Posts Tagged ‘life’

Psychscribe Quote #54

February 9, 2009

 

“I am not a has-been. I am a will be.” Lauren Bacall

 

Earlier photo:


If I Had My Life to Live Over

February 7, 2009

 

This is a well known column by Erma Bombeck, a very popular writer who was syndicated back in the days before the internet and died in 1996.. (Yes children, there once was a world without it when people couldn’t live without their paper newspapers!) 

Anyway, I thought I’d post it for anyone in younger generations, or other countries, who missed it. Its quite wonderful, I think. Hope you will too. Its called “If I Had My Life to Live Over”.  She writes:

I would have talked less and listened more.

I would have invited friends over to dinner even if the carpet was stained and the sofa faded.

I would have eaten the popcorn in the ‘good’ living room and worried much less about the dirt when someone wanted to light a fire in the fireplace.

I would have taken the time to listen to my grandfather ramble about his youth.

I would never have insisted the car windows be rolled up on a summer day because my hair had just been teased and sprayed.

I would have burned the pink candle sculpted like a rose before it melted in storage.

I would have sat on the lawn with my children and not worried about grass stains.

I would have cried and laughed less while watching television – and more while watching life.

I would have shared more of the responsibility carried by my husband.

I would have gone to bed when I was sick instead of pretending the earth would go into a holding pattern if I weren’t there for the day.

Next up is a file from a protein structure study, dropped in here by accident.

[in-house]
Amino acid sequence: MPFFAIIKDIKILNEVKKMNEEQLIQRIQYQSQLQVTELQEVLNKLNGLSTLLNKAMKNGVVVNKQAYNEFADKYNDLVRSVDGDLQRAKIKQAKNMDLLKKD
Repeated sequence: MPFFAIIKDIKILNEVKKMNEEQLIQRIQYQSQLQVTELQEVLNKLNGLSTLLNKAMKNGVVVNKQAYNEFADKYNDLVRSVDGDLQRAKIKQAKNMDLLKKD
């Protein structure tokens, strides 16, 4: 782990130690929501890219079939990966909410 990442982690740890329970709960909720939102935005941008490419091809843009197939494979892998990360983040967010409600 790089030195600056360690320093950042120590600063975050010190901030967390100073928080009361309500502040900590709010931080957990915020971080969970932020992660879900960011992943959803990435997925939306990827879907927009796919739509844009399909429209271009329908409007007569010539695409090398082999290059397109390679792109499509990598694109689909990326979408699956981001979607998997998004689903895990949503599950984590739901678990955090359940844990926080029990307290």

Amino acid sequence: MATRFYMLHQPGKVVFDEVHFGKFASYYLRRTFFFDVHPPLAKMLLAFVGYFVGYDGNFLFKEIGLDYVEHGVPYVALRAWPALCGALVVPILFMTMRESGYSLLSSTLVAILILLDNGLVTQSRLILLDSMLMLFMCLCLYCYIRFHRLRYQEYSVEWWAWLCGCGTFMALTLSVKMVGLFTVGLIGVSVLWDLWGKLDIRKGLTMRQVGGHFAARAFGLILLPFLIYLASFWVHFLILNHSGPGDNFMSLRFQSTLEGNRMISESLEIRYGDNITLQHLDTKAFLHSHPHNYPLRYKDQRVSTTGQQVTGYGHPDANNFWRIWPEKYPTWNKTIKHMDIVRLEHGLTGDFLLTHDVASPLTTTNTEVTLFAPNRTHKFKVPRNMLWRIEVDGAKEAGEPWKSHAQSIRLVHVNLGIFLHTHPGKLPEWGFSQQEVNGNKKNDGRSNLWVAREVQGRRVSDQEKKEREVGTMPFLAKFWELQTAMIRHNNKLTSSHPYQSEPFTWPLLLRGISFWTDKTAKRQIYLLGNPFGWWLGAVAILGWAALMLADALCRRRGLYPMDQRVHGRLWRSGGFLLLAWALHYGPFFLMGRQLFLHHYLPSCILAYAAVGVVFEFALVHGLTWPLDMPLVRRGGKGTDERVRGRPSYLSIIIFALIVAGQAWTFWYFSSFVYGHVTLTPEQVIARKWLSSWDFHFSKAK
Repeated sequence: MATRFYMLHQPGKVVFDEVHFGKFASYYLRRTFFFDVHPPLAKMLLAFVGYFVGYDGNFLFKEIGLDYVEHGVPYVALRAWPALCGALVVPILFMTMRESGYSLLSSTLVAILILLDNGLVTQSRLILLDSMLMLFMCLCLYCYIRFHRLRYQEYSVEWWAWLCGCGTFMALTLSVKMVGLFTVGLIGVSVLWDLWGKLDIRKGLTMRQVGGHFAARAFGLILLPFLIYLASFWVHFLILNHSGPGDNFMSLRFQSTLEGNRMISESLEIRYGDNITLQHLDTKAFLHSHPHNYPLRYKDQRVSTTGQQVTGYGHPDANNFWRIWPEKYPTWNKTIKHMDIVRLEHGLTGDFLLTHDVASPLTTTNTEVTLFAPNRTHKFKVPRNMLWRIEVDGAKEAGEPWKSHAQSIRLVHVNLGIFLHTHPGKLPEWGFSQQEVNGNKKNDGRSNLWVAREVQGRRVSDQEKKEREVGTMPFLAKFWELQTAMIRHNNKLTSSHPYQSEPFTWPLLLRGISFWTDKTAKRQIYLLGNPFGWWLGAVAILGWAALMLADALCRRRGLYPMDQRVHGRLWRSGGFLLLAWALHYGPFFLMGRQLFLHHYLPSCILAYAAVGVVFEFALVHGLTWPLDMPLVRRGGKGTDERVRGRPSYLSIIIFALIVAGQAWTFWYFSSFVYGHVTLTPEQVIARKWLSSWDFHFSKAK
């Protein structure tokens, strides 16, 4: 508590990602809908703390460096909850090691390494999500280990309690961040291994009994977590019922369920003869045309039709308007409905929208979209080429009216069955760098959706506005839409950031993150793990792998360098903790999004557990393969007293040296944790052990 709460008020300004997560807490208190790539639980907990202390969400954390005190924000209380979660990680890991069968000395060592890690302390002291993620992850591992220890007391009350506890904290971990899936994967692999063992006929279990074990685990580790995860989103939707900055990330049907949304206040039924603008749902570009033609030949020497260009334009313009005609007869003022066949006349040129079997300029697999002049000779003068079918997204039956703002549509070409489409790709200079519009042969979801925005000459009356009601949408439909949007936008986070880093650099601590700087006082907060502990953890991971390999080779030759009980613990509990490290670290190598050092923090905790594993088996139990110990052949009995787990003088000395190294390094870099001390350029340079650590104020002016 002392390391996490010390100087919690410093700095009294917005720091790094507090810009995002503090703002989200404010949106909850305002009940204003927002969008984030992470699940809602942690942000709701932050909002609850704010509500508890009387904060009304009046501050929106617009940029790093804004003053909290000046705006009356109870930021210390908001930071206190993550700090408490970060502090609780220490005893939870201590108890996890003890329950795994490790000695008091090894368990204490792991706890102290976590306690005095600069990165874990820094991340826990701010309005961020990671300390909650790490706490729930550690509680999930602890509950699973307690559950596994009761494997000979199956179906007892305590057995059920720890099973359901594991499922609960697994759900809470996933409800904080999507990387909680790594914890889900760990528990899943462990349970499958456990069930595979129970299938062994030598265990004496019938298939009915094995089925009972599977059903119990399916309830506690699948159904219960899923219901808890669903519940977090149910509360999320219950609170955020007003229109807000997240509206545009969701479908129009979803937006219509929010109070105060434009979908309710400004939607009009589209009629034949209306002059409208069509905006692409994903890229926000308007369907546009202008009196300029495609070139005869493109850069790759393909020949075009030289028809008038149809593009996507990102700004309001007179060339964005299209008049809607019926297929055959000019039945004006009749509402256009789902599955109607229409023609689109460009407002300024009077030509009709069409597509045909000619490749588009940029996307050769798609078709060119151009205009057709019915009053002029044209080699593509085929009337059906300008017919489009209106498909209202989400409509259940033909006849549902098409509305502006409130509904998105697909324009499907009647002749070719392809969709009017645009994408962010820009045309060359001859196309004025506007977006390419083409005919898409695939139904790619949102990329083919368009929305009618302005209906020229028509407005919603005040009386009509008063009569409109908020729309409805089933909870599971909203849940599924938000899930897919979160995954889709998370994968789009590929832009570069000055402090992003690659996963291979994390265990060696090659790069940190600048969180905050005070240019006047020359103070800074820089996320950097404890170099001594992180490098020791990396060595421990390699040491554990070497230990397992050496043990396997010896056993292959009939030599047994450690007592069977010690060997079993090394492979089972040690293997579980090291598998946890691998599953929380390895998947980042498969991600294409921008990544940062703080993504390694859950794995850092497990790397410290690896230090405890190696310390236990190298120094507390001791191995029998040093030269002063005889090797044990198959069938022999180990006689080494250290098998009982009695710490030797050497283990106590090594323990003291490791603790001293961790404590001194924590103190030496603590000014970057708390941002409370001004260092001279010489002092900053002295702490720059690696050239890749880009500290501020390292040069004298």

I would never have bought anything just because it was practical, wouldn’t show soil or was guaranteed to last a lifetime.

Instead of wishing away nine months of pregnancy, I’d have cherished every moment and realized that the wonderment growing inside me was the only chance in life to assist God in a miracle.

When my kids kissed me impetuously, I would never have said, “Later. Now go get washed up for dinner.”

There would have been more “I love yous”..  more “I’m sorrys”…  but mostly, given another shot at life, I would seize every minute…look at it and really see it…live it…and never give it back.

by Erma Bombeck 

About Erma from Wikipedia: “Erma Louise Bombeck (February 211927 – April 221996), born Erma Fiste, was an Americanhumorist who achieved great popularity for hernewspaper column that described suburban home life humorously from the mid-1960s until the late ’90s. Bombeck also published 15 books, most of which became best-sellers.

From 1965 to 1996, Erma Bombeck wrote over 4,000 newspaper columns chronicling the ordinary life of a midwestern suburban housewife with broad, and sometimes eloquent, humor. By the 1970s, her witty columns were read, twice weekly, by thirty million readers of 900 newspapers of theU.S. and Canada.”

The Measure of Grief

February 5, 2009

 

 

THE MEASURE OF GRIEF

 

Twenty-five years ago today my father died.  

Even in my dreamless sleep I knew it.

 

I stumble out of bed  

where is my husband?

 

I want to hug him    

hug him so tightly

but he is gone

gone to work  

to work his ass off.

 

Gone.

 

I worry about his heart.